Gloria Petersen, PhD (Mayo)
Barbara Koenig, PhD, RN (UCSF)
Susan M. Wolf, JD (University of Minnesota)
This empirical and normative bioethics research project was created to guide policy and practice about the disclosure of genomic incidental findings (GIFD), a much-debated topic. With ethical guidance from a multidisciplinary ELSI Working Group, we conducted an experiment designed to develop strategies for offering incidental findings to family members of probands in a biobank for pancreatic cancer. Given that the majority of the pancreatic cancer probands are deceased, many concerns needed to be addressed: Who should be offered the findings, given that notification of the proband’s legal next of kin may not assure that biologically at-risk family members are informed? Since relatives were not involved in the original biobank informed consent process, how should re-contact be managed? What disclosure procedures best meet family members’ concerns? Is there an ethical threshold for determining when the researcher is obligated to offer GIFD? Our approach was informed by studying the preferences of biobank research participants (including kin). A partnership among 3 PIs—a genetic epidemiologist who directs the SPORE biobank (Gloria Petersen), an empirical researcher (Barbara Koenig), and a bioethics and law scholar (Susan Wolf)—combined the strengths of Mayo Clinic and the University of Minnesota. This project generated much-needed data on proband and family preferences, produced detailed analyses of the legal and ethical issues raised, created consensus recommendations, devised methods for honoring preferences, and advanced sound biobank governance.
- Publication of consensus recommendations:
- Wolf SM, Branum R, Koenig BA, Petersen GM, Berry SA, Beskow LM, Daly MB, Fernandez CV, Green RC, LeRoy BS, Lindor NM, O'Rourke PP, Radecki Breitkopf C, Rothstein MA, Van Ness B, Wilfond BS. Returning a Research Participant’s Genomic Results to Relatives: Analysis and Recommendations. Journal of Law, Medicine & Ethics 2015;43(3):440-463. Download PDF (2.12 MB)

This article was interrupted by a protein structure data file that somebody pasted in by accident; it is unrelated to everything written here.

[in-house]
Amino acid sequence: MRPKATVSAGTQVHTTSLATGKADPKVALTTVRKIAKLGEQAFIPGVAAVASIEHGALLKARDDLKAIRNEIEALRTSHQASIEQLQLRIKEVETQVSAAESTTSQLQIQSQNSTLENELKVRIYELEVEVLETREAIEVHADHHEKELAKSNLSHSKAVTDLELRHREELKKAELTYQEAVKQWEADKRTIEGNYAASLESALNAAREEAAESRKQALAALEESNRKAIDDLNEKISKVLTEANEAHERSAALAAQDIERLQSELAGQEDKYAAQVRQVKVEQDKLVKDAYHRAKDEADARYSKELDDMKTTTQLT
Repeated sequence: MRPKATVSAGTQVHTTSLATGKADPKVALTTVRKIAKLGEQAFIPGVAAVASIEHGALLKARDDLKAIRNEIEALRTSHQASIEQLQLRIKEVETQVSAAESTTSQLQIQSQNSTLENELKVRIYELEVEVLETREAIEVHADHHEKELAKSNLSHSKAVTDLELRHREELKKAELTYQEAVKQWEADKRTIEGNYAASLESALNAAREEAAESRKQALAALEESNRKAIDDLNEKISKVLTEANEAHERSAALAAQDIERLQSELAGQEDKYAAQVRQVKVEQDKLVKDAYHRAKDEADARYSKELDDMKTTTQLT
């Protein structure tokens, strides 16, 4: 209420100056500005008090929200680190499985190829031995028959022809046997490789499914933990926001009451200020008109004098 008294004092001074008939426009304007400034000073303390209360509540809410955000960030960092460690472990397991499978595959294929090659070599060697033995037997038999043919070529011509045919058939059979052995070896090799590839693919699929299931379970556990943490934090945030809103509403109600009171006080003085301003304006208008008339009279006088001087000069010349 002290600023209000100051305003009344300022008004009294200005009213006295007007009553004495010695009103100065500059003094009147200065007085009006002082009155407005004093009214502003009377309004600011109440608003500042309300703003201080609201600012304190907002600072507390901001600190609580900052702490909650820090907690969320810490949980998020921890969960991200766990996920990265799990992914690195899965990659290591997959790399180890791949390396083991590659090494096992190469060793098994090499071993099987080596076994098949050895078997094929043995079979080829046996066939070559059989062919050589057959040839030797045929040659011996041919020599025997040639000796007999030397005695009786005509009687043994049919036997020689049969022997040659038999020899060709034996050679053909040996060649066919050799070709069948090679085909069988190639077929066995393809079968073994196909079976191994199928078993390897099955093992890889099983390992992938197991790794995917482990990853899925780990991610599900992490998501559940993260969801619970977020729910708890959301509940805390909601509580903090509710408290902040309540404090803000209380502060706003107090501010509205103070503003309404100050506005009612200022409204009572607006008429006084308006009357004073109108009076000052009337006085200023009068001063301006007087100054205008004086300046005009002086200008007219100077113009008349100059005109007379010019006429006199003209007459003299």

- Wolf SM, Scholtes E, Koenig BA, Petersen GM, Berry SA, Beskow LM, Daly MB, Fernandez CV, Green RC, LeRoy BS, Lindor NM, O'Rourke PP, Radecki Breitkopf C, Rothstein MA, Van Ness B, Wilfond BS. Pragmatic Tools for Sharing Genomic Research Results with the Relatives of Living and Deceased Research Participants. Journal of Law, Medicine & Ethics 2018;46(1):87-109. Download PDF (888.84 KB)
- A symposium, "Should We Offer Genomic Research Results to a Participant's Family, Including After the Participant's Death?" published in the Journal of Law, Medicine & Ethics
- A special edition of Genetic Testing and Biological Markers
- A public conference held in November, 2014
- Brocher Workshop on "Returning Genetic Results in Biobanks: Opening an International Dialogue"
The following supplemental materials are related to the following paper: Gordon DR, Radecki Breitkopf C, Robinson M, Petersen WO, Egginton JS, Chaffee KG, Peterson GM, Wolf SM, Koenig BA. Should Researchers Offer Results to Family Members of Cancer Biobank Participants? A Mixed-Methods Study of Proband and Family Preferences. AJOB Empirical Bioethics 2018:1-22. They are part of the NIH-funded project Disclosing Genomic Incidental Findings in a Cancer Biobank: An ELSI Experiment.